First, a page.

Lee Ranaldo: The music industry got big and bloated in the '90s
|Photo By John Von Pamer|
Lee Ranaldo's inventive guitar work with Sonic Youth brazenly took music in an imaginative new direction. But the talented musician has also proven to be a skilled writer, visual artist, and composer, with Ranaldo consistently challenging himself artistically throughout his long, pioneering career.
Over the past few years, Ranaldo has put out two terrific solo albums -- beginning with 2012's Between the Times and the Tides, and continuing with the just released Last Night on Earth, which Lee recorded with his gifted backing band, the Dust (featuring Alan Licht, Steve Shelley, and Tim Luntzel), who he's bringing with him for a show tonight at the Triple Rock.
Gimme Noise was able to chat with Ranaldo from the road outside of Hudson, N.Y., and discussed the inspiration for the new record, how he feels visual art compliments the distinctive sounds he generates, and how the music industry is heading back towards the DIY direction of the past.
Gimme Noise: The new record was partially inspired by the horrific events around Hurricane Sandy -- how did living through that experience bring about these wonderful new songs?
Lee Ranaldo: I live in lower Manhattan, and some people around us were hit really hard by the storm -- flooded out and all that stuff. We were lucky enough to be on high enough ground that we weren't hit with flooding, but we were without power and light for most of a week. It just put a strange twist on that week, everybody in lower Manhattan felt, to one degree or another, like refugees of a sort. There was no power, no electricity, no heat, and it was October so it was getting cold out. It had a very strange feel to it downtown. On the one hand, it hearkened back to the way the neighborhood was after 9/11 to a degree. But it also had this slightly science fiction like feel, at night you'd walk down the streets and they were completely jet black, no lights in the buildings, no lights on the streets.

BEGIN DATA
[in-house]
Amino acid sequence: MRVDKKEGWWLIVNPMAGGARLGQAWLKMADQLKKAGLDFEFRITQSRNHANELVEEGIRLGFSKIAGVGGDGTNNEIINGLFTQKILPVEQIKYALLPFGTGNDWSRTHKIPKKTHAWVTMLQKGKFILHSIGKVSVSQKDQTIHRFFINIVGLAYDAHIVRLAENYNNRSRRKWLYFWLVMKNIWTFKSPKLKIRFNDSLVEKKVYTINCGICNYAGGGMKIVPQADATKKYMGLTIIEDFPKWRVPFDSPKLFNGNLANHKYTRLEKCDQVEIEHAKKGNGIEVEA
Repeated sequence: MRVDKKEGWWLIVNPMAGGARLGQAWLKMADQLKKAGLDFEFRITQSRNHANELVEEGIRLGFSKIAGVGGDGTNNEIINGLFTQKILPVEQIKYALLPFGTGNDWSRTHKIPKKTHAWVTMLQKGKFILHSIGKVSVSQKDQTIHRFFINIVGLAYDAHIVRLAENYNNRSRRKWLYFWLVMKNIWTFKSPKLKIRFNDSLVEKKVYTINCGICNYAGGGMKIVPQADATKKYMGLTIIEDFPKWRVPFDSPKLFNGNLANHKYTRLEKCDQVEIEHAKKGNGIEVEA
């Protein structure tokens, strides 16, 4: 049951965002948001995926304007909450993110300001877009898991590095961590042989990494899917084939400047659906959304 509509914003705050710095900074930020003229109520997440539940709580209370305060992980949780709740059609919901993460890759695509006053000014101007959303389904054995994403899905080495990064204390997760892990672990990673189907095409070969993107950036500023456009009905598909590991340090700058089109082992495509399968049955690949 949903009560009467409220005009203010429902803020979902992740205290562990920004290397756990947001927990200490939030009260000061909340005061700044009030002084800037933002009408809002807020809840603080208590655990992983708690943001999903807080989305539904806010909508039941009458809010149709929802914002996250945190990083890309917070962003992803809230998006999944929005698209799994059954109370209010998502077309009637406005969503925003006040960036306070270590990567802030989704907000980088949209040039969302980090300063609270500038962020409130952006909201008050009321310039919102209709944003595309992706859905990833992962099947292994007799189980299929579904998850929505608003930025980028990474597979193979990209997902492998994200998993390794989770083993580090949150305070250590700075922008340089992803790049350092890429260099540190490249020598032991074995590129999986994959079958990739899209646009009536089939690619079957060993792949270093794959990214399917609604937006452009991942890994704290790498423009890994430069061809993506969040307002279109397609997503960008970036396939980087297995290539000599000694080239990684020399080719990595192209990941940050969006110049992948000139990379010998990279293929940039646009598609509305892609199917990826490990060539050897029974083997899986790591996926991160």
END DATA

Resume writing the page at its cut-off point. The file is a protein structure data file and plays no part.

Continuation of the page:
So, I ended up just sitting around here at night by candlelight, and there wasn't much else to do, so I was strumming acoustic guitars and playing some songs. I didn't really mean to give folks the impression that it was some kind of concept record about the hurricane, but it was pretty fruitful week for me. I got a bunch of different stuff going out of that week. I wrote a piece for a string ensemble in Europe based on sounds I recorded that day of the wind whipping through the buildings downtown creating all these tonal effects, and I transcribed that for this string ensemble in Berlin.
You know, a song like "Blackt Out," which is on the record, it was in a lighthearted spirit more than anything else, it wasn't supposed to be a tragic idea. It was more like, 'There's nothing else to do but scream that the lights are out.' But I felt that it was more playful rather than anything else.
Has the songwriting process grown any easier for you over the years, or have you changed your approach in any way?
Well, I think the main shift is from going from a songwriting collective, which is what Sonic Youth was in its best characterization, where we were all really contributing to those songs. Being on my own, it's been a little bit more like being a sole director. But certainly with this record, the band's process has come a lot more into the mix, in terms of putting the arrangements together and making the songs sound cohesive for a band. Though the songs still start out on acoustic guitar.